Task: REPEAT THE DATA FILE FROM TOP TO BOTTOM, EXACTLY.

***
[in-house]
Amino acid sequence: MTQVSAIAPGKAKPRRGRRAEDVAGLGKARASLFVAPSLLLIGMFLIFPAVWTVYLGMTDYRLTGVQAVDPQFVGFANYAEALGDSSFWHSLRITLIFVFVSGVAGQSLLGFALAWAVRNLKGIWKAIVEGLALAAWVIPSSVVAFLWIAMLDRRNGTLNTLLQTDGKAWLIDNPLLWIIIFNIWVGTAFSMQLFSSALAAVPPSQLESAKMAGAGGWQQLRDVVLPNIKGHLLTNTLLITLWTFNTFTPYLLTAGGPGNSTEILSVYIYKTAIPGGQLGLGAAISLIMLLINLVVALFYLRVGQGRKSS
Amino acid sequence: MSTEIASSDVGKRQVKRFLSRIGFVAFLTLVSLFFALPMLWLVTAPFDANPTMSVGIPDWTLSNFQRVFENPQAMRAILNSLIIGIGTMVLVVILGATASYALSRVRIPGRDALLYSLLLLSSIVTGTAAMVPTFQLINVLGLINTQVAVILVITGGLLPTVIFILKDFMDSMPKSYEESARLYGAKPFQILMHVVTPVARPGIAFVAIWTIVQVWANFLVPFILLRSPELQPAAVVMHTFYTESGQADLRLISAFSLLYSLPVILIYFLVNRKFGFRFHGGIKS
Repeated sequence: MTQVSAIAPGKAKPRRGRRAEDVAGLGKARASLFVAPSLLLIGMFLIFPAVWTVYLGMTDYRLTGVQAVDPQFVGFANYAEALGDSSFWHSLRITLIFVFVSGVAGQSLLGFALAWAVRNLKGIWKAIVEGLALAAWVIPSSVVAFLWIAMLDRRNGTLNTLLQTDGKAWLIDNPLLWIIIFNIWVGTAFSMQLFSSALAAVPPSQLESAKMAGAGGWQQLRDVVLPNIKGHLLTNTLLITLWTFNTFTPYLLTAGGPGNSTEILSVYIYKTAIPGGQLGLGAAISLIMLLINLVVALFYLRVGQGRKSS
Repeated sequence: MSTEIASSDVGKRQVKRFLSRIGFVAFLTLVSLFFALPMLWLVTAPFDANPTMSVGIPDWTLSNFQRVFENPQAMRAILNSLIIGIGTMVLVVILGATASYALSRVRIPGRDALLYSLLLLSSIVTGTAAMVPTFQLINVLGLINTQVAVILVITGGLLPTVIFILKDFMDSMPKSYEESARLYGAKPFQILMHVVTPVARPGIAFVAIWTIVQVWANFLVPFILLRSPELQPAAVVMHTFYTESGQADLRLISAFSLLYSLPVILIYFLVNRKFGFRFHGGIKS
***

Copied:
[in-house]
Amino acid sequence: MTQVSAIAPGKAKPRRGRRAEDVAGLGKARASLFVAPSLLLIGMFLIFPAVWTVYLGMTDYRLTGVQAVDPQFVGFANYAEALGDSSFWHSLRITLIFVFVSGVAGQSLLGFALAWAVRNLKGIWKAIVEGLALAAWVIPSSVVAFLWIAMLDRRNGTLNTLLQTDGKAWLIDNPLLWIIIFNIWVGTAFSMQLFSSALAAVPPSQLESAKMAGAGGWQQLRDVVLPNIKGHLLTNTLLITLWTFNTFTPYLLTAGGPGNSTEILSVYIYKTAIPGGQLGLGAAISLIMLLINLVVALFYLRVGQGRKSS
Amino acid sequence: MSTEIASSDVGKRQVKRFLSRIGFVAFLTLVSLFFALPMLWLVTAPFDANPTMSVGIPDWTLSNFQRVFENPQAMRAILNSLIIGIGTMVLVVILGATASYALSRVRIPGRDALLYSLLLLSSIVTGTAAMVPTFQLINVLGLINTQVAVILVITGGLLPTVIFILKDFMDSMPKSYEESARLYGAKPFQILMHVVTPVARPGIAFVAIWTIVQVWANFLVPFILLRSPELQPAAVVMHTFYTESGQADLRLISAFSLLYSLPVILIYFLVNRKFGFRFHGGIKS
Repeated sequence: MTQVSAIAPGKAKPRRGRRAEDVAGLGKARASLFVAPSLLLIGMFLIFPAVWTVYLGMTDYRLTGVQAVDPQFVGFANYAEALGDSSFWHSLRITLIFVFVSGVAGQSLLGFALAWAVRNLKGIWKAIVEGLALAAWVIPSSVVAFLWIAMLDRRNGTLNTLLQTDGKAWLIDNPLLWIIIFNIWVGTAFSMQLFSSALAAVPPSQLESAKMAGAGGWQQLRDVVLPNIKGHLLTNTLLITLWTFNTFTPYLLTAGGPGNSTEILSVYIYKTAIPGGQLGLGAAISLIMLLINLVVALFYLRVGQGRKSS
Repeated sequence: MSTEIASSDVGKRQVKRFLSRIGFVAFLTLVSLFFALPMLWLVTAPFDANPTMSVGIPDWTLSNFQRVFENPQAMRAILNSLIIGIGTMVLVVILGATASYALSRVRIPGRDALLYSLLLLSSIVTGTAAMVPTFQLINVLGLINTQVAVILVITGGLLPTVIFILKDFMDSMPKSYEESARLYGAKPFQILMHVVTPVARPGIAFVAIWTIVQVWANFLVPFILLRSPELQPAAVVMHTFYTESGQADLRLISAFSLLYSLPVILIYFLVNRKFGFRFHGGIKS